Bentley Bentayga Hybrid Offers Less Highway MPG Than V8 Model

Matt Posky
by Matt Posky

While some degree of valueless virtue signaling accompanied the launch of Toyota’s Prius, most hybrid customers are an exceptionally practical lot. Fixated on the long game, they’re willing to weigh the added cost of supplemental electrification against an uptick in efficiency — attempting to calculate the duration of ownership required before they can start raking in the savings. However, the math doesn’t always work out like you’d think.

Recently assessed by the Environmental Protection Agency (EPA), the 2020 Bentley Bentayga Hybrid may not be the model for high-end customers looking to maximize their fuel economy. According to Green Car Reports, which obsessively tracks all things electric, Bentley’s Hybrid is actually less efficient on the highway and boasts a shorter maximum range than its V8 alternative.

The EPA rates the hybrid model at 17 mpg city, 21 highway. While the more-expensive V8 only manages 14 mpg around town, its highway economy is superior.

From Green Car Reports:

In hybrid mode, it achieves EPA ratings of 17 mpg city, 21 highway, and 19 combined. Just looking at combined ratings, it’s the member of the Bentayga lineup getting the best mileage. But looking at highway figures — where you’re hoping a plug-in hybrid will deliver good efficiency, after its charge is depleted — the $156,900 Bentayga Hybrid is outdone by the $171,025 Bentayga V8, which gets 23 mpg highway.

Combustion engine cranking, the Bentayga V8 also has about 100 more hp than the Hybrid, and accelerates nearly a second quicker to 60 mph. It might also, from what we hear, sound better. It also has a longer EPA-rated highway range — of 518 miles, versus 430 for the Hybrid (including a charge and a full tank).

Over the last few years, engineers from several automakers have told me they’re becoming convinced there is a law of diminishing returns when it comes to battery technology (one reason why the industry keeps funding its evolution). While incredibly high development costs play a factor, they’re actually more concerned with weight. The more mass a vehicle possess (or has to lug around as cargo), the bigger its battery pack has to be to ensure a useful range — adding more weight.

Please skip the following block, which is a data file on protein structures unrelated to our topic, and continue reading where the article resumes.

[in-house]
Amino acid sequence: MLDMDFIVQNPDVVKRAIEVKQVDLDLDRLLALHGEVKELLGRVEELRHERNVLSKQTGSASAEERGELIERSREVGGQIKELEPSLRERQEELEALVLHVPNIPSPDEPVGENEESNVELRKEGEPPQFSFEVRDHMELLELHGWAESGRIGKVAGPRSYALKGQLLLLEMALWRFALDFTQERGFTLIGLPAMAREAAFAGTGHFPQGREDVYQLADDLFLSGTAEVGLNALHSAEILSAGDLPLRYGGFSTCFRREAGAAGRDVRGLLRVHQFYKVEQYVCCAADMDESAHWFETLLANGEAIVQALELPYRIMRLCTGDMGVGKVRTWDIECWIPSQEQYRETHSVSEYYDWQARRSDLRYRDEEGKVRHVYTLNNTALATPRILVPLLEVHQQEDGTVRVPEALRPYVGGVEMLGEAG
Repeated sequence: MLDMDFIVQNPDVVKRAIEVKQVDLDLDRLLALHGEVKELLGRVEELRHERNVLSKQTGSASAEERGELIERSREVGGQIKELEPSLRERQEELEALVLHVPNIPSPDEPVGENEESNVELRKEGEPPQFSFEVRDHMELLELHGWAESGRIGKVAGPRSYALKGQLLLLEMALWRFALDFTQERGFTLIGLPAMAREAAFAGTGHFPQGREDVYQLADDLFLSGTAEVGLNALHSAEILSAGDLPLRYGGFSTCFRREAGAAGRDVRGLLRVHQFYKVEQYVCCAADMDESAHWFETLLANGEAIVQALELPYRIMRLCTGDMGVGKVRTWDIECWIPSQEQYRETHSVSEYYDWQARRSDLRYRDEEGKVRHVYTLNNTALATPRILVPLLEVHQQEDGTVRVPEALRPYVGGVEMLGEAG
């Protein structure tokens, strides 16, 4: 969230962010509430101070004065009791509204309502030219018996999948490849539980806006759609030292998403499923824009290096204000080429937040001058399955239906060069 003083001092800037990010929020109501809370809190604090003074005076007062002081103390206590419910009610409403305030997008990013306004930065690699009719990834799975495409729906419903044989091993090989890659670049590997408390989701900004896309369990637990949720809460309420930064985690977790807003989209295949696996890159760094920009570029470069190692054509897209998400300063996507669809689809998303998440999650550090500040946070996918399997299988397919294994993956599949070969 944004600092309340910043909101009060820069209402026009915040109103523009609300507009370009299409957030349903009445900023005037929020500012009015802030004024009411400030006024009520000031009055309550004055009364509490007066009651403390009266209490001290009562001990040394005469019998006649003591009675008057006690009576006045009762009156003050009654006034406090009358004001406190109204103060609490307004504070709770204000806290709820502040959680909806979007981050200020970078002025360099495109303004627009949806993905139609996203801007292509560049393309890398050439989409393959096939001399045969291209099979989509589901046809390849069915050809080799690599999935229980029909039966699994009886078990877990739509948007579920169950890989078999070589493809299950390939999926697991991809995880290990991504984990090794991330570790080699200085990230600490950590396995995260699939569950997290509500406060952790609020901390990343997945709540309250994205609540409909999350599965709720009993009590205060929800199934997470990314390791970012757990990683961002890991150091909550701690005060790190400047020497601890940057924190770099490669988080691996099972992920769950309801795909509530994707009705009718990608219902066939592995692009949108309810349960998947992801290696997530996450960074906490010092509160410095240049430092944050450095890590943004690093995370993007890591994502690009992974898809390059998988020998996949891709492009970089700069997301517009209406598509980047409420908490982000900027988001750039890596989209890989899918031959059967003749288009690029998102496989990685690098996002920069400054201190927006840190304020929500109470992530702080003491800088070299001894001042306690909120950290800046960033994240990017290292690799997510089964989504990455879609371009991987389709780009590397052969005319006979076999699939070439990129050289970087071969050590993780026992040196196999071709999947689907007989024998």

At 5,776 pounds, the Bentayga Hybrid is almost 500 lbs heavier than the turbocharged V8 model when both are equipped to allow room for five (the V8 can be optioned to seat seven occupants). Combined, its 3.0-liter V6 and hybrid E-Drive system make 443 bhp with peak torque coming in at 516 lb-ft. Meanwhile, the standalone 4.0-liter V8 delivers 542 bhp and 568 foot-pounds.

It’s probably wise Bentley priced the V8 so much higher than the hybrid. With the exception of offering roughly a dozen miles of electric-only driving before requiring a recharge, the hybrid powertrain doesn’t really offer anything unique. To get the most from it, one would also have to spend a large portion of their time below highways speeds. That might go over better in Europe, where destinations are typically closer (and where nations are discussing the eventual banning of exhaust emissions in urban areas, anyway). Meanwhile, well-heeled Americans would probably look at the Hybrid and shrug if it were a more mainstream car. But its status as a premium luxury item could make that irrelevant. Small as they will undoubtedly be, we’re curious to see how Bentayga sales progress this year.

Our advice to rich people? Just buy the 6.0-liter W12 version while you still can.

[Images: Bentley]

Matt Posky
Matt Posky

A staunch consumer advocate tracking industry trends and regulation. Before joining TTAC, Matt spent a decade working for marketing and research firms based in NYC. Clients included several of the world’s largest automakers, global tire brands, and aftermarket part suppliers. Dissatisfied with the corporate world and resentful of having to wear suits everyday, he pivoted to writing about cars. Since then, that man has become an ardent supporter of the right-to-repair movement, been interviewed on the auto industry by national radio broadcasts, driven more rental cars than anyone ever should, participated in amateur rallying events, and received the requisite minimum training as sanctioned by the SCCA. Handy with a wrench, Matt grew up surrounded by Detroit auto workers and managed to get a pizza delivery job before he was legally eligible. He later found himself driving box trucks through Manhattan, guaranteeing future sympathy for actual truckers. He continues to conduct research pertaining to the automotive sector as an independent contractor and has since moved back to his native Michigan, closer to where the cars are born. A contrarian, Matt claims to prefer understeer — stating that front and all-wheel drive vehicles cater best to his driving style.